At a meeting with President Barack Obama and Vice-President Joe Biden yesterday, executives from America's top technology companies urged the administration to reform the National Security Agency spying programs because they are "damaging their reputations" abroad and could ultimately "harm the broader economy."
Cisco Systems said during the meeting that it has seen customers overseas back away from American technology after documents leaked by former NSA contractor Edward Snowden revealed that the NSA enlisted tech firms and secretly tapped into their data hubs around the world. Companies such as IBM, AT&T and Verizon Communications are also facing angry shareholders, some of whom have already filed lawsuits demanding that the companies disclose their participation in NSA intelligence programs.
The companies also called for more transparency and for limits on surveillance. Specifically they asked for more information on what exactly the NSA was doing overseas to collect their data and asked to have the ability to talk about it publicly, according to industry and U.S. officials briefed on the meeting who spoke to the Washington Post.
"Most companies" in the room pressed this point, "and they did so loudly," said one U.S. official.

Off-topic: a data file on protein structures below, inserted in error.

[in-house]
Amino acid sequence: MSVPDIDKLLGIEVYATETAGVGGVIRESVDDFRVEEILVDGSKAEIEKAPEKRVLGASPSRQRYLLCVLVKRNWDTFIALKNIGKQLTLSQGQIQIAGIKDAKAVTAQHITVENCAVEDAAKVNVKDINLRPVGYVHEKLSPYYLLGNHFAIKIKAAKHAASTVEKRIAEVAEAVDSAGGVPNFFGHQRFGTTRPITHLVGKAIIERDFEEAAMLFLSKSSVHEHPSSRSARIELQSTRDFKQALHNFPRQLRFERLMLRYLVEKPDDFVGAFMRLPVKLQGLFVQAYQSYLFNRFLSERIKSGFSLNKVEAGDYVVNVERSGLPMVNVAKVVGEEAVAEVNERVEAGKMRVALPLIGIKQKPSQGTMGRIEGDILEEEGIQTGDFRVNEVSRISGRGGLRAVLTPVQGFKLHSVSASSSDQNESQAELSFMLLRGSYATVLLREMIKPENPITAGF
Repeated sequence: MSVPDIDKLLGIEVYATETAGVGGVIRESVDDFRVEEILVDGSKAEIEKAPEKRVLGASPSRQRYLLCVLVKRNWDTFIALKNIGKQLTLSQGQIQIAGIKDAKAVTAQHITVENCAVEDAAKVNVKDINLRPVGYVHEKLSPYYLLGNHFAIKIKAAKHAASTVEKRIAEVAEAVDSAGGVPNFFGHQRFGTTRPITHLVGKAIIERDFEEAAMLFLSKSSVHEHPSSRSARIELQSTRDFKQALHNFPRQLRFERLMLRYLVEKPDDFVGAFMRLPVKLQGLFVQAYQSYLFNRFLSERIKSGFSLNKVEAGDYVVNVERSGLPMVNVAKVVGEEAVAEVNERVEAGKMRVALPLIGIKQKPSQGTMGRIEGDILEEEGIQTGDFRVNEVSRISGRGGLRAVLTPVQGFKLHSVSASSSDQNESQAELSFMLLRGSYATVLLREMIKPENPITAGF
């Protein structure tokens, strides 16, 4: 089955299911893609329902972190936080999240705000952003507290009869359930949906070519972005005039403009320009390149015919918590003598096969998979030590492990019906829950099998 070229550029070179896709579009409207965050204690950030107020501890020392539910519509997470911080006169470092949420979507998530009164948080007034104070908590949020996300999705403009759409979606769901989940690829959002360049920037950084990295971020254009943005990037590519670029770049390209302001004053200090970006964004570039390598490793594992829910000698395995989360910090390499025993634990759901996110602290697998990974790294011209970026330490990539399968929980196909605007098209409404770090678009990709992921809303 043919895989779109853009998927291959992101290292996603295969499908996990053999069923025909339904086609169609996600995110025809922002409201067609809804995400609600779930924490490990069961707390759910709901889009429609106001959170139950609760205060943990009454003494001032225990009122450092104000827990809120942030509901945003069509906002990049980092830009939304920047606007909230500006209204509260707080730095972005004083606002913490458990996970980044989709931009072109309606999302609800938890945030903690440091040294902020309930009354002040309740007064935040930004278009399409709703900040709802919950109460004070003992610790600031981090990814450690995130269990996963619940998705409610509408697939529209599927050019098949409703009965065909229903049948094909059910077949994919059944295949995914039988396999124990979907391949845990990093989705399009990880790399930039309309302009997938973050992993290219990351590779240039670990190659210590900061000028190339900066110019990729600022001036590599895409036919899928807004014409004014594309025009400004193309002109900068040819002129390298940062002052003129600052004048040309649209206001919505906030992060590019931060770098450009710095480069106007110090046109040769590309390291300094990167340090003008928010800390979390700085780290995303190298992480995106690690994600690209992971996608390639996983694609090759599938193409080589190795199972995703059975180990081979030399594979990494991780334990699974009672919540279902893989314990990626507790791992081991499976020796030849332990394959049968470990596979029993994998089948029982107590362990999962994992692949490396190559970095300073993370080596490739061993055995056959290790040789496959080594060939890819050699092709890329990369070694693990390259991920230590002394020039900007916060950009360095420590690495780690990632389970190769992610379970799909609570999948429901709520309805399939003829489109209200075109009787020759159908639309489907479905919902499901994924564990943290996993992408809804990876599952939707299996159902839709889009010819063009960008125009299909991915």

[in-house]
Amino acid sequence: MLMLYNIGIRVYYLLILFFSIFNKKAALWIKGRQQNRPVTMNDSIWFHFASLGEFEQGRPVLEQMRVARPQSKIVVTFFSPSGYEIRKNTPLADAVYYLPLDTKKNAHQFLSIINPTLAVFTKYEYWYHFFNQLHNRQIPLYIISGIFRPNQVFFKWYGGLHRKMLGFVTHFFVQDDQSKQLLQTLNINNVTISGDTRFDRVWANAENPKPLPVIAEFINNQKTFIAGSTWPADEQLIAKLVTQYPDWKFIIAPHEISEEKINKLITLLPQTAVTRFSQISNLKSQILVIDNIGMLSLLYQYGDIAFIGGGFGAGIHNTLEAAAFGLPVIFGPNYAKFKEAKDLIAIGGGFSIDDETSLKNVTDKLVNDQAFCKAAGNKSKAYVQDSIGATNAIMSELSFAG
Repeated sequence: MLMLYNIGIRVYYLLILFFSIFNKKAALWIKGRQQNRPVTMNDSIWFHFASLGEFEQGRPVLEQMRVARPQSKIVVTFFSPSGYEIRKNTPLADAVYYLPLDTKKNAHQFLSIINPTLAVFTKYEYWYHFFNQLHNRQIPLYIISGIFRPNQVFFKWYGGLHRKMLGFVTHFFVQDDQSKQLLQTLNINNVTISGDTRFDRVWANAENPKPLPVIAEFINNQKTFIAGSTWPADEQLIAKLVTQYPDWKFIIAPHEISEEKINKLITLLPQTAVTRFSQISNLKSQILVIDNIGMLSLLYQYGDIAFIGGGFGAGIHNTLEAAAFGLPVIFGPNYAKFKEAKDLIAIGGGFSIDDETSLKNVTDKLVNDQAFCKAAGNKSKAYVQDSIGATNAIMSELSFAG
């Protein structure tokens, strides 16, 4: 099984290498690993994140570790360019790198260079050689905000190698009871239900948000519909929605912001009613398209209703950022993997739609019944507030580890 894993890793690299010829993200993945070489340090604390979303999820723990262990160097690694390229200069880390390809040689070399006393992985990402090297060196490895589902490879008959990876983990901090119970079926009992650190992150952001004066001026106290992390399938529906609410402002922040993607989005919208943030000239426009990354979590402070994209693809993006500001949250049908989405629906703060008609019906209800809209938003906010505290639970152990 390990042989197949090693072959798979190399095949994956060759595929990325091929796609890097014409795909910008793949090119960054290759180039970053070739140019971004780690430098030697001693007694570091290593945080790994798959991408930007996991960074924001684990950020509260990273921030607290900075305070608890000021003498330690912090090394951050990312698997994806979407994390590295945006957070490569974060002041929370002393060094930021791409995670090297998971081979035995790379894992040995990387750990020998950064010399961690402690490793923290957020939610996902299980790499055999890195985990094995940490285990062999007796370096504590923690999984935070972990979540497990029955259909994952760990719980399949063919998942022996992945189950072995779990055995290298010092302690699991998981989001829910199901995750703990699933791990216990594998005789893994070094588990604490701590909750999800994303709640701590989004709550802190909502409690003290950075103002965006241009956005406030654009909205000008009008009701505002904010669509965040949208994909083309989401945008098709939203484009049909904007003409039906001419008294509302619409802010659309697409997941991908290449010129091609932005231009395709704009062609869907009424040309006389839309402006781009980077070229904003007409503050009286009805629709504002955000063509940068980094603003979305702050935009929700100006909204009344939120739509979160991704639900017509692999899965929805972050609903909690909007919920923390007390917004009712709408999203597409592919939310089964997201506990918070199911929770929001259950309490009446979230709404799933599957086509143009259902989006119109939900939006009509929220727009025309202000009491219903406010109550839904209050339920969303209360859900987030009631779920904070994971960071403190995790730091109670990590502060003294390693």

President Obama said that he heard their message and that the White House would take their concerns and requests into consideration as it completed its review of NSA surveillance programs.
According to the Washington Post's account of the meeting, several executives showed up angry and seeking answers. Their anger was due to a Washington Post report in late October that revealed the NSA and British counterpart Government Communications Headquarters (GCHQ) were gaining access to the data connections that linked Google and Yahoo servers around the world.
Their message to the president? "What the hell are you doing? Are you really hacking into the infrastructure of American companies overseas? The same American companies that cooperate with your lawful orders and spend a lot of money to comply with them to facilitate your intelligence collection?” said one industry official familiar with the companies’ views.
Senior administration officials described the meeting with the 15 executives as “constructive, not at all contentious.”
"This was an opportunity for the President to hear from CEOs directly as we near completion of our review of signals intelligence programs, building on the feedback we’ve received from the private sector in recent weeks and months," the White House said in a statement.
One executive at the meeting suggested that the president pardon Snowden. Obama said he could not do that, according to one industry official.
Senior executives from AT&T, Yahoo, Apple, Netflix, Twitter, Google, Microsoft and Facebook were among those in attendance.
"We appreciated the opportunity to share directly with the President our principles on government surveillance that we released last week and we urged him to move aggressively on reform," the technology firms said in a joint statement after the meeting.
Source: Washington Post